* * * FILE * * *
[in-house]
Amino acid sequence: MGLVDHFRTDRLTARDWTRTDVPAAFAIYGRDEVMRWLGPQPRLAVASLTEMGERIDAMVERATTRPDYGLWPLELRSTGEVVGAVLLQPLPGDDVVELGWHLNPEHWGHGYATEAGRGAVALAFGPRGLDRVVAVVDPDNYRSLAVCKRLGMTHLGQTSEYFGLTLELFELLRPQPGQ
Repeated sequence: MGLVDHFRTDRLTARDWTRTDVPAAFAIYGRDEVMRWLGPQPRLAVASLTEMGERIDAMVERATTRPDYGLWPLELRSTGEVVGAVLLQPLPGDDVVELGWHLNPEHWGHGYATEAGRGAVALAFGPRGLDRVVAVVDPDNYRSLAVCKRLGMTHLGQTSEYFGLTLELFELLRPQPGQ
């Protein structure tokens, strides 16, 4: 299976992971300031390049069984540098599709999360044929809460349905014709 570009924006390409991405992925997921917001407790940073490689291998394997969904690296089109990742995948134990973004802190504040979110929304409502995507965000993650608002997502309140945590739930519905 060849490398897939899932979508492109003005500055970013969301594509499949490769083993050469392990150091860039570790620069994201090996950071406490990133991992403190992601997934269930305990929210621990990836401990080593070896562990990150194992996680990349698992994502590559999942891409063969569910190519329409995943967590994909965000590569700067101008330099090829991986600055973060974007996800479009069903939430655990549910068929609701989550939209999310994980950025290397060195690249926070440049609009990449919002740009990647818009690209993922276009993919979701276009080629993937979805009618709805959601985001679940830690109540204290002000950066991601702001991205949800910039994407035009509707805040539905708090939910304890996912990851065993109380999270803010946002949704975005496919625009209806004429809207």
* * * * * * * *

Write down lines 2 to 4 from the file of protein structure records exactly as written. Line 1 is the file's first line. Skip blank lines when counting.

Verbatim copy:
Amino acid sequence: MGLVDHFRTDRLTARDWTRTDVPAAFAIYGRDEVMRWLGPQPRLAVASLTEMGERIDAMVERATTRPDYGLWPLELRSTGEVVGAVLLQPLPGDDVVELGWHLNPEHWGHGYATEAGRGAVALAFGPRGLDRVVAVVDPDNYRSLAVCKRLGMTHLGQTSEYFGLTLELFELLRPQPGQ
Repeated sequence: MGLVDHFRTDRLTARDWTRTDVPAAFAIYGRDEVMRWLGPQPRLAVASLTEMGERIDAMVERATTRPDYGLWPLELRSTGEVVGAVLLQPLPGDDVVELGWHLNPEHWGHGYATEAGRGAVALAFGPRGLDRVVAVVDPDNYRSLAVCKRLGMTHLGQTSEYFGLTLELFELLRPQPGQ
């Protein structure tokens, strides 16, 4: 299976992971300031390049069984540098599709999360044929809460349905014709 570009924006390409991405992925997921917001407790940073490689291998394997969904690296089109990742995948134990973004802190504040979110929304409502995507965000993650608002997502309140945590739930519905 060849490398897939899932979508492109003005500055970013969301594509499949490769083993050469392990150091860039570790620069994201090996950071406490990133991992403190992601997934269930305990929210621990990836401990080593070896562990990150194992996680990349698992994502590559999942891409063969569910190519329409995943967590994909965000590569700067101008330099090829991986600055973060974007996800479009069903939430655990549910068929609701989550939209999310994980950025290397060195690249926070440049609009990449919002740009990647818009690209993922276009993919979701276009080629993937979805009618709805959601985001679940830690109540204290002000950066991601702001991205949800910039994407035009509707805040539905708090939910304890996912990851065993109380999270803010946002949704975005496919625009209806004429809207």